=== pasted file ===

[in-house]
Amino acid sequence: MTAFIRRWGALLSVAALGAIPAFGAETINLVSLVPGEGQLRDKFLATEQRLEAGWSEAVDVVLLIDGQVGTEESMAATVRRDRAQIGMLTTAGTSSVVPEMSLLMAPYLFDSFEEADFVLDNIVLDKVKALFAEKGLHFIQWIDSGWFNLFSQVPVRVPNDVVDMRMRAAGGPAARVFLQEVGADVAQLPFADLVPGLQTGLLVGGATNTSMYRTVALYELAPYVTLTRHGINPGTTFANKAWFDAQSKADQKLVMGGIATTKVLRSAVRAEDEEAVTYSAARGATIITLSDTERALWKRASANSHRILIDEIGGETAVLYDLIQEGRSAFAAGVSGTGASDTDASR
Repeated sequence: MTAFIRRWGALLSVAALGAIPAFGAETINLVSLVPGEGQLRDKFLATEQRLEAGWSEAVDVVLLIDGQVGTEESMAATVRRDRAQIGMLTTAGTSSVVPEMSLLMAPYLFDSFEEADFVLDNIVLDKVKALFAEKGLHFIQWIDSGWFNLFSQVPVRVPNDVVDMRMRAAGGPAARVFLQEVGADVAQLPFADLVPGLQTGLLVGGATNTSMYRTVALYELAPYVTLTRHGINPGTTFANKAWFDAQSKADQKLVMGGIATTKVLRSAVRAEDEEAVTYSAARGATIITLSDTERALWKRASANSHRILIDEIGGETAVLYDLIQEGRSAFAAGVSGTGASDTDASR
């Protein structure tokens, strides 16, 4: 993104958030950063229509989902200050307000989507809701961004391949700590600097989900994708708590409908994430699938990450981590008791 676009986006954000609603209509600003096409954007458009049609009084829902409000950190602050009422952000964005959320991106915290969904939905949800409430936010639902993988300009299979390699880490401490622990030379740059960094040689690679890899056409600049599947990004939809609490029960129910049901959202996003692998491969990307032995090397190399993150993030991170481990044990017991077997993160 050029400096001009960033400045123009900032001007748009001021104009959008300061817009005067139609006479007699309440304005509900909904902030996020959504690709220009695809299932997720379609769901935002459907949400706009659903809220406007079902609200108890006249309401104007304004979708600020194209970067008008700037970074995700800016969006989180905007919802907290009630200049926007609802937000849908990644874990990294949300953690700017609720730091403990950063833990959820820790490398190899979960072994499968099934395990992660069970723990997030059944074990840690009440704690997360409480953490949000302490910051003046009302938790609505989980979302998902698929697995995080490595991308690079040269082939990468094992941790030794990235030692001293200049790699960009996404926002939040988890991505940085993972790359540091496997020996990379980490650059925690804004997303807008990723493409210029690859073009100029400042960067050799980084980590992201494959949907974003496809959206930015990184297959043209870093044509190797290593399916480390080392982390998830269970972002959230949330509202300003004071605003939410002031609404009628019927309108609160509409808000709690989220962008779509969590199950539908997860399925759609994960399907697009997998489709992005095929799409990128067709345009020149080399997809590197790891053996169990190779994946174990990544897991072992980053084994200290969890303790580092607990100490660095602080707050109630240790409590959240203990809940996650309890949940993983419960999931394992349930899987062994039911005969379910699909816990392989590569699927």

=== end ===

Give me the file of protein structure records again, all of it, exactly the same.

[in-house]
Amino acid sequence: MTAFIRRWGALLSVAALGAIPAFGAETINLVSLVPGEGQLRDKFLATEQRLEAGWSEAVDVVLLIDGQVGTEESMAATVRRDRAQIGMLTTAGTSSVVPEMSLLMAPYLFDSFEEADFVLDNIVLDKVKALFAEKGLHFIQWIDSGWFNLFSQVPVRVPNDVVDMRMRAAGGPAARVFLQEVGADVAQLPFADLVPGLQTGLLVGGATNTSMYRTVALYELAPYVTLTRHGINPGTTFANKAWFDAQSKADQKLVMGGIATTKVLRSAVRAEDEEAVTYSAARGATIITLSDTERALWKRASANSHRILIDEIGGETAVLYDLIQEGRSAFAAGVSGTGASDTDASR
Repeated sequence: MTAFIRRWGALLSVAALGAIPAFGAETINLVSLVPGEGQLRDKFLATEQRLEAGWSEAVDVVLLIDGQVGTEESMAATVRRDRAQIGMLTTAGTSSVVPEMSLLMAPYLFDSFEEADFVLDNIVLDKVKALFAEKGLHFIQWIDSGWFNLFSQVPVRVPNDVVDMRMRAAGGPAARVFLQEVGADVAQLPFADLVPGLQTGLLVGGATNTSMYRTVALYELAPYVTLTRHGINPGTTFANKAWFDAQSKADQKLVMGGIATTKVLRSAVRAEDEEAVTYSAARGATIITLSDTERALWKRASANSHRILIDEIGGETAVLYDLIQEGRSAFAAGVSGTGASDTDASR
């Protein structure tokens, strides 16, 4: 993104958030950063229509989902200050307000989507809701961004391949700590600097989900994708708590409908994430699938990450981590008791 676009986006954000609603209509600003096409954007458009049609009084829902409000950190602050009422952000964005959320991106915290969904939905949800409430936010639902993988300009299979390699880490401490622990030379740059960094040689690679890899056409600049599947990004939809609490029960129910049901959202996003692998491969990307032995090397190399993150993030991170481990044990017991077997993160 050029400096001009960033400045123009900032001007748009001021104009959008300061817009005067139609006479007699309440304005509900909904902030996020959504690709220009695809299932997720379609769901935002459907949400706009659903809220406007079902609200108890006249309401104007304004979708600020194209970067008008700037970074995700800016969006989180905007919802907290009630200049926007609802937000849908990644874990990294949300953690700017609720730091403990950063833990959820820790490398190899979960072994499968099934395990992660069970723990997030059944074990840690009440704690997360409480953490949000302490910051003046009302938790609505989980979302998902698929697995995080490595991308690079040269082939990468094992941790030794990235030692001293200049790699960009996404926002939040988890991505940085993972790359540091496997020996990379980490650059925690804004997303807008990723493409210029690859073009100029400042960067050799980084980590992201494959949907974003496809959206930015990184297959043209870093044509190797290593399916480390080392982390998830269970972002959230949330509202300003004071605003939410002031609404009628019927309108609160509409808000709690989220962008779509969590199950539908997860399925759609994960399907697009997998489709992005095929799409990128067709345009020149080399997809590197790891053996169990190779994946174990990544897991072992980053084994200290969890303790580092607990100490660095602080707050109630240790409590959240203990809940996650309890949940993983419960999931394992349930899987062994039911005969379910699909816990392989590569699927």